Pale, white, blue, or cold skin at or below an injury

Pale, white, blue, or cold skin at the site of an injury can occur when blood vessels have been pinched or injured by a direct injury. Examples of direct injuries include gunshot wounds, stab wounds, dislocations, sprains, strains, burns, fractures, crushing injuries, snakebites, medical procedures, or surgery.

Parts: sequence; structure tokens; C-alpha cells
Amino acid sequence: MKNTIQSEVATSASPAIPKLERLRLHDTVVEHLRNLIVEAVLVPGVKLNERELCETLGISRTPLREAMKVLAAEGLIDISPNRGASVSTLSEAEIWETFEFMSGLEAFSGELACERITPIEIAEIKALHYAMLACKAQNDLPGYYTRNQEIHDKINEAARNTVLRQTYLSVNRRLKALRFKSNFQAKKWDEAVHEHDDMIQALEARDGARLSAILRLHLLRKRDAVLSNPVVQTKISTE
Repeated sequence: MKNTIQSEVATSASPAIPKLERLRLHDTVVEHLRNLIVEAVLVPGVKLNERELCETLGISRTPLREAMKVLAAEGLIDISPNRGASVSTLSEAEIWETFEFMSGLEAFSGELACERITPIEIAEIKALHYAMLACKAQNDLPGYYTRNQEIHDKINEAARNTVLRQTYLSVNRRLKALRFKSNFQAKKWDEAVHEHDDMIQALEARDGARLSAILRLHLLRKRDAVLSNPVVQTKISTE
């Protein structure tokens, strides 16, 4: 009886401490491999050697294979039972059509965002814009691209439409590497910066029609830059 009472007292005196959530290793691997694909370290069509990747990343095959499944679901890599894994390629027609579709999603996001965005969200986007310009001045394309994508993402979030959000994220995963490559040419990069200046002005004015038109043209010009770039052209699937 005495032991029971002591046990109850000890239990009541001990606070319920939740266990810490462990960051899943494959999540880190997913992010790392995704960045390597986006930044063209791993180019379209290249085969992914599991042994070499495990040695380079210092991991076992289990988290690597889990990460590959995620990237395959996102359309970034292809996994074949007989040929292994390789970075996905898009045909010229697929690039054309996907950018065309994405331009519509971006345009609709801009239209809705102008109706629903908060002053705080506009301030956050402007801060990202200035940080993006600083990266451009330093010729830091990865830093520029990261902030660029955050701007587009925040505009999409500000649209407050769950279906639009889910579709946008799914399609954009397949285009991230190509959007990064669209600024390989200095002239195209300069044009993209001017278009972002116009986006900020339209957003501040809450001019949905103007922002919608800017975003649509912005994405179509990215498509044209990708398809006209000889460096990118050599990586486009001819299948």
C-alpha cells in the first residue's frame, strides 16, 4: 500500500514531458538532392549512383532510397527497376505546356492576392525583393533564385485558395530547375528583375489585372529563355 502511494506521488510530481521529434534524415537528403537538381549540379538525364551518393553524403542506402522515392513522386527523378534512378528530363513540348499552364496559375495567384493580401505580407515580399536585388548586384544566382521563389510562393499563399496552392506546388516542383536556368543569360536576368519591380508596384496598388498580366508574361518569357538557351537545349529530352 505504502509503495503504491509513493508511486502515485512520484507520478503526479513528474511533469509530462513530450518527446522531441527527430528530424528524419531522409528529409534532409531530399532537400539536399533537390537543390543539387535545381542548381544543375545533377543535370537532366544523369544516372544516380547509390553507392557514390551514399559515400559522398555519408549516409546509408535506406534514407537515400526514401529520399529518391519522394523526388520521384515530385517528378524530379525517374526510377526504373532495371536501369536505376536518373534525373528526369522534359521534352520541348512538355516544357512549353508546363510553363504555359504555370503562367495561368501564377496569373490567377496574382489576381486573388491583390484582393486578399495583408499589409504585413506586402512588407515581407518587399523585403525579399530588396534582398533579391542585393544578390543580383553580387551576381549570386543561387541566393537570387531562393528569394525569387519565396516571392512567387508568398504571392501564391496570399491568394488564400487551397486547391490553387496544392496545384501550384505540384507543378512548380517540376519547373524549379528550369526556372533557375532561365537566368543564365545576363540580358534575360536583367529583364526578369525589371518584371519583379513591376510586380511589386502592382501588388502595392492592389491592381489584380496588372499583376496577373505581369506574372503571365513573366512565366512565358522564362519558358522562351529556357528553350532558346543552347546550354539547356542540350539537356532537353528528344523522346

An arm or leg that becomes pale, white, blue, or cold after putting on a brace, cast, or splint, may mean the device is too tight. The blood supply to the arm or leg may be decreased or cut off. If the device is too tight:

  • Elevate your arm or leg above the level of your heart.
  • Loosen the splint, if possible, but don't remove it.

Last Updated: July 1, 2009

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